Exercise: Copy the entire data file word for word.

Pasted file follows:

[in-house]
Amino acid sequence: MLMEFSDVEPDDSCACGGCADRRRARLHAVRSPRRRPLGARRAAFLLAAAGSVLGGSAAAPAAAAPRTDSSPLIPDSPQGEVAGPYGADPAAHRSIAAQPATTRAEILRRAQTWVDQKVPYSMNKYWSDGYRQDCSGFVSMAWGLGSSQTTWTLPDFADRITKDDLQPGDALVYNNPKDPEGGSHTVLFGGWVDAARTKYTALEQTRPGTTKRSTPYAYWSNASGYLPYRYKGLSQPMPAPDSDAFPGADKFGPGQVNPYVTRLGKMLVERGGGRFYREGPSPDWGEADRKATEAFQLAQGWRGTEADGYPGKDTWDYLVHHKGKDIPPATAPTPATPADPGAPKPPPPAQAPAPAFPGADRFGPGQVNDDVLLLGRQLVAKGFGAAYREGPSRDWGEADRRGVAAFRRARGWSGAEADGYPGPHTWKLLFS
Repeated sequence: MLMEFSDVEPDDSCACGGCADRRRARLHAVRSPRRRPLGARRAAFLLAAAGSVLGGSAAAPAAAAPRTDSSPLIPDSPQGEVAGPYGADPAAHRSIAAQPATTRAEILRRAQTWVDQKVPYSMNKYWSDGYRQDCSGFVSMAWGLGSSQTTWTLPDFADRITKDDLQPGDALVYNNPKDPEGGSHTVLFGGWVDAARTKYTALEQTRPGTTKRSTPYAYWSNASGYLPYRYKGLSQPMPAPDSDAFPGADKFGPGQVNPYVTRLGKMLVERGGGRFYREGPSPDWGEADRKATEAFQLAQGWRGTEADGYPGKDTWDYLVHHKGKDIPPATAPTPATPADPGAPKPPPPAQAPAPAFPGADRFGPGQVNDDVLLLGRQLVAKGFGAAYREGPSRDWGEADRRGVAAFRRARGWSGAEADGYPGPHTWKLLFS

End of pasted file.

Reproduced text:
[in-house]
Amino acid sequence: MLMEFSDVEPDDSCACGGCADRRRARLHAVRSPRRRPLGARRAAFLLAAAGSVLGGSAAAPAAAAPRTDSSPLIPDSPQGEVAGPYGADPAAHRSIAAQPATTRAEILRRAQTWVDQKVPYSMNKYWSDGYRQDCSGFVSMAWGLGSSQTTWTLPDFADRITKDDLQPGDALVYNNPKDPEGGSHTVLFGGWVDAARTKYTALEQTRPGTTKRSTPYAYWSNASGYLPYRYKGLSQPMPAPDSDAFPGADKFGPGQVNPYVTRLGKMLVERGGGRFYREGPSPDWGEADRKATEAFQLAQGWRGTEADGYPGKDTWDYLVHHKGKDIPPATAPTPATPADPGAPKPPPPAQAPAPAFPGADRFGPGQVNDDVLLLGRQLVAKGFGAAYREGPSRDWGEADRRGVAAFRRARGWSGAEADGYPGPHTWKLLFS
Repeated sequence: MLMEFSDVEPDDSCACGGCADRRRARLHAVRSPRRRPLGARRAAFLLAAAGSVLGGSAAAPAAAAPRTDSSPLIPDSPQGEVAGPYGADPAAHRSIAAQPATTRAEILRRAQTWVDQKVPYSMNKYWSDGYRQDCSGFVSMAWGLGSSQTTWTLPDFADRITKDDLQPGDALVYNNPKDPEGGSHTVLFGGWVDAARTKYTALEQTRPGTTKRSTPYAYWSNASGYLPYRYKGLSQPMPAPDSDAFPGADKFGPGQVNPYVTRLGKMLVERGGGRFYREGPSPDWGEADRKATEAFQLAQGWRGTEADGYPGKDTWDYLVHHKGKDIPPATAPTPATPADPGAPKPPPPAQAPAPAFPGADRFGPGQVNDDVLLLGRQLVAKGFGAAYREGPSRDWGEADRRGVAAFRRARGWSGAEADGYPGPHTWKLLFS